This tiny apartment in the Bedford Stuyvesant neighborhood in Brooklyn is the happy home of Kay Wang, her boyfriends Christopher Tryens, the couple’s dog, Corn (short for Conquistador), Chops, the cat, and Sushi, the cat. In case you’re counting, that’s two humans and three animals under one tiny live/work studio apartment. The apartment is a rental in what was formerly an old textile factory built in 1959, that was gutted in 2011 and turned into studio and one-bedroom apartments. Before that, it sat vacant for a number of years (Kay says that Google street view still shows the building abandoned and boarded up prior to its conversion.). Initially, it was a huge challenge to make the space feel both spacious but comfortably lived in while still allowing for two people to have the space to breathe. In addition, to just finding space to live, the apartment is also where Kay designs and fabricates her jewelry line, The Things We Keep. Prior to her work as a jeweler, she was a marketing executive for nearly nine years. She wasn’t happy in the corporate world so she began to teach herself the basics of silversmithing/lost wax and was able to make the switch to full-time jeweler a year and half ago. Faced with the lack of space, Kay decided to design the home by highlighting only those things particularly meaningful to her. It’s now a happy (albeit tiny space) for both living and working. -Amy
Image above: This is the second home of my workbench as I’ve continually tweaked the configuration of our live/work space (it used to live underneath the lofted bedroom area) and the new found space has been a breath of fresh air. The green enameled lampshade was a lucky swap meet score, the magnifying doctor’s lamp was scored at a studio lot sale in LA for mere pennies due to the fact that it was broken, but fixing it required nothing more than a bit of patience and finessing a few new wires and parts. :) The shelf above was put up as a place to house some of my favorite things: a little blue and white sculpture made in my first ceramics class, a sculpture from Morgan Peck, and a painting of my dog Corn by a dear friend’s eight year old daughter.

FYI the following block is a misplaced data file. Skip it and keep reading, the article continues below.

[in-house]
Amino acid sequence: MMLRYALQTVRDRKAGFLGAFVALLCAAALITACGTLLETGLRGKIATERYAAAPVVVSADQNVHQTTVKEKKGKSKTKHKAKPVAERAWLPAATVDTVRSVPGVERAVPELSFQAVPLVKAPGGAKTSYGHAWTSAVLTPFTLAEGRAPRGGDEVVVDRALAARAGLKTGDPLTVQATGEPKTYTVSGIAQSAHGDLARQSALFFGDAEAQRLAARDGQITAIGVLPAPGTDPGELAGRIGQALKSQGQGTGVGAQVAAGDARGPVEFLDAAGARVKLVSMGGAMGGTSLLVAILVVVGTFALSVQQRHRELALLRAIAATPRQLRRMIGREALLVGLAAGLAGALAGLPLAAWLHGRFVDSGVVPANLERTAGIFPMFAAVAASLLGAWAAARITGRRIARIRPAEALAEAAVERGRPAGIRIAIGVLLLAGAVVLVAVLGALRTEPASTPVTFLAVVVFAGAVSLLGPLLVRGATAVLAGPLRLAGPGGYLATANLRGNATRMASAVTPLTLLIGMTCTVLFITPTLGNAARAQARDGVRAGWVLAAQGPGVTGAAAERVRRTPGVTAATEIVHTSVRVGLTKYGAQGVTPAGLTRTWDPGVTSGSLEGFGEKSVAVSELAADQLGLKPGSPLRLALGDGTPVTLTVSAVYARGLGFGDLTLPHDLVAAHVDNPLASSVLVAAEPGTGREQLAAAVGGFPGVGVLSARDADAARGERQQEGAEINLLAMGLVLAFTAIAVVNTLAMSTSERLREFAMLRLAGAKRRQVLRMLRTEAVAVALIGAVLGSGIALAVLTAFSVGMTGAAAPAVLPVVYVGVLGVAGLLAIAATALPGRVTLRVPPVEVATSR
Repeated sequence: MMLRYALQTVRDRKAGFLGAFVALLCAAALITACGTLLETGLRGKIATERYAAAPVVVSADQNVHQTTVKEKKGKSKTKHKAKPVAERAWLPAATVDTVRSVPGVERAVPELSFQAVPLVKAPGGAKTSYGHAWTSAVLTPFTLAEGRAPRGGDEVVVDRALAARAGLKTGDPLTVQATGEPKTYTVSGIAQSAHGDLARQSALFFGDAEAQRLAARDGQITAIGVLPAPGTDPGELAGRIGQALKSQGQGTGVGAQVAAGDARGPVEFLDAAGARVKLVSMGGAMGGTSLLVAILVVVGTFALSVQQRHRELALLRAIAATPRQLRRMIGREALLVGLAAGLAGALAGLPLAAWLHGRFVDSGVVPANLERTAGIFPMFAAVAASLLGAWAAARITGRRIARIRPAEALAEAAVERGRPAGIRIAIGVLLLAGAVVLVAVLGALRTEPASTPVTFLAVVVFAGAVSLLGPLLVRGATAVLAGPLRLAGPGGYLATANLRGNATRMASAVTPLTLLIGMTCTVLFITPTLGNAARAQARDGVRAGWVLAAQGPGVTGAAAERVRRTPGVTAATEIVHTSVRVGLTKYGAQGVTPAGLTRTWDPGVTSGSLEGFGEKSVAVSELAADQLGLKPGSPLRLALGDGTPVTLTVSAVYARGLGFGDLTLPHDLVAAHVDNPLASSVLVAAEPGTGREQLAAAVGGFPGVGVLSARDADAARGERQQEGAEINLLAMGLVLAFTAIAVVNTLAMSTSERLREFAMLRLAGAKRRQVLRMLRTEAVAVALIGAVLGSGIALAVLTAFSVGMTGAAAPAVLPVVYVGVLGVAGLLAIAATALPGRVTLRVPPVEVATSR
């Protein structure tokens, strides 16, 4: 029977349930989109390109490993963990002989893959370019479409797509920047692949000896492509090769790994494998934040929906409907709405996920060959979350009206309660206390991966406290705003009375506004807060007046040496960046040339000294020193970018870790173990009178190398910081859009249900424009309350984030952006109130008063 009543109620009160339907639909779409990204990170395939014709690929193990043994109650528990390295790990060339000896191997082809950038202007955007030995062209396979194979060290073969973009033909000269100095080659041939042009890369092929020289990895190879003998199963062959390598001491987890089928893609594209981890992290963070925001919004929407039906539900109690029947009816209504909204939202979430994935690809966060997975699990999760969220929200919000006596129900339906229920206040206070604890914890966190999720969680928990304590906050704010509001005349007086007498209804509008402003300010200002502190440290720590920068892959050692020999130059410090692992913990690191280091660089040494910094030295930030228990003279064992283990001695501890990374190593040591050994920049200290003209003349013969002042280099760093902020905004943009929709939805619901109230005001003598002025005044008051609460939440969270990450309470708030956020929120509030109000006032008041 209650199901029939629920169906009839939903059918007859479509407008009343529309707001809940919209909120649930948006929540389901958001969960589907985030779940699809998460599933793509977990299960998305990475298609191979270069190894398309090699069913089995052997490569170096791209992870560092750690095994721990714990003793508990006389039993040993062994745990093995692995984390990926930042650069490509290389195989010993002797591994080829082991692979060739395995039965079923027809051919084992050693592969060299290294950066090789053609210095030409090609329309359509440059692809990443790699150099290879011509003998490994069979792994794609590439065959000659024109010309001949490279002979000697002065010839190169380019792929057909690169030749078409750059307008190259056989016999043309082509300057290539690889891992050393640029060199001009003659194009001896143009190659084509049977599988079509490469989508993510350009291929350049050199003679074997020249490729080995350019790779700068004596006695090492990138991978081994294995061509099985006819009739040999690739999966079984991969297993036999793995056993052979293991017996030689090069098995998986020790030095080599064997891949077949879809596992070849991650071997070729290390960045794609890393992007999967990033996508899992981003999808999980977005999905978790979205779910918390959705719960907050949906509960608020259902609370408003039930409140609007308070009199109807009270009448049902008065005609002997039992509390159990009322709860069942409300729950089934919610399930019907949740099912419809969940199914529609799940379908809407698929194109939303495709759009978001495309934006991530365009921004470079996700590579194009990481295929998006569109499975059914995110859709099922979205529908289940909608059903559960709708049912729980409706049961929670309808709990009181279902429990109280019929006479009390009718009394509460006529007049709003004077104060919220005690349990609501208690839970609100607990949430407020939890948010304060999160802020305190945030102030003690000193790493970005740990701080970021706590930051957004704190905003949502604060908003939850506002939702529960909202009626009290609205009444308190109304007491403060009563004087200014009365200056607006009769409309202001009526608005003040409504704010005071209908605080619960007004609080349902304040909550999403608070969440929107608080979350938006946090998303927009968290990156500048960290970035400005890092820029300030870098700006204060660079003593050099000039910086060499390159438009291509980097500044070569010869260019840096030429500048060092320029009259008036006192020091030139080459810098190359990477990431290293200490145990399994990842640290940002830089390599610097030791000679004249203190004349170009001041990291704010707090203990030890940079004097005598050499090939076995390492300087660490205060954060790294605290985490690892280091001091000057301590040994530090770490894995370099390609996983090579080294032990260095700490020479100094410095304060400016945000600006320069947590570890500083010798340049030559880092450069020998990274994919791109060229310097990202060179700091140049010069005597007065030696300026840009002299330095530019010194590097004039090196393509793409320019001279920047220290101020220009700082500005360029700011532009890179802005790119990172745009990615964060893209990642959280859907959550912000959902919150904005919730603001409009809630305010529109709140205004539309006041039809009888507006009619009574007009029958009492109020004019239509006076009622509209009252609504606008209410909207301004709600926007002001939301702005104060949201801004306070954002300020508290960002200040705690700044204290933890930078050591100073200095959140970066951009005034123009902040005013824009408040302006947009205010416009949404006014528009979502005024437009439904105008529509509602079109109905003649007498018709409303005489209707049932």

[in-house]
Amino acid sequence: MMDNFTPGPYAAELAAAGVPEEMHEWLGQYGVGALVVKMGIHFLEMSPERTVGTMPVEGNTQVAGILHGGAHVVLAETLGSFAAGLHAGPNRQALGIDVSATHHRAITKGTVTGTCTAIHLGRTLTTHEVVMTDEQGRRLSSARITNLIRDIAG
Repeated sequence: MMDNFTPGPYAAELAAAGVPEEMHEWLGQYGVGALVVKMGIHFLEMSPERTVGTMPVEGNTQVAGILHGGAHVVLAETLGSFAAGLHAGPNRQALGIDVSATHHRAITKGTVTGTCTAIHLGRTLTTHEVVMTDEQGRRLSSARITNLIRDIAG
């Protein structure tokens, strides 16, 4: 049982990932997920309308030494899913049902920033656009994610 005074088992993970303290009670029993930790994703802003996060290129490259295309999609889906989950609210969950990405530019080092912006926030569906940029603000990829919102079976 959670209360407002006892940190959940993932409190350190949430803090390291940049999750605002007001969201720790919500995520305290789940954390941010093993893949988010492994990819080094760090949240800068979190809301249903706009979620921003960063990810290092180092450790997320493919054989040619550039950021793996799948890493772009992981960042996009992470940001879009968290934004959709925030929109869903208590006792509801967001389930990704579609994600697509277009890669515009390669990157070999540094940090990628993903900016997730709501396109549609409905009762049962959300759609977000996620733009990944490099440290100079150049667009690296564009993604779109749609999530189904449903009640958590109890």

Image above: In the area that used to house my workbench, I’d fulfilled a two year dream of finally finding a space to put a small dining room table so our guests finally have somewhere to sit when they come over for dinner. The white enamel lamp shade was another lucky swap meet find, the strung elephants and stuffed cloth birds in the foreground were brought home from separate trips to Istanbul and Vietnam, and the pile of wood in the background is an everyday reminder there are more spoons to carve and more cutting boards to make.
See more of this small Brooklyn apartment after the jump!
Image above: These are our only windows in the entire apartment which, while luckily flooding our space with light during the day, presented a challenge to maintain privacy since our unit is on the ground floor on a street that does get foot traffic (frosted windowpanes on the lower thirds and semi-opaque white roller blinds on the upper two-thirds addressed the problem). Of all the pieces that dot our apartment picked up from previous travels, the kilim saddlebag on the far wall is by far one of my favorites; it was negotiated at length over multiple cups of Turkish tea and scraps of paper passed back and forth in English and Turkish from a gentleman who owned the most fascinating junk/treasure shop in central Turkey.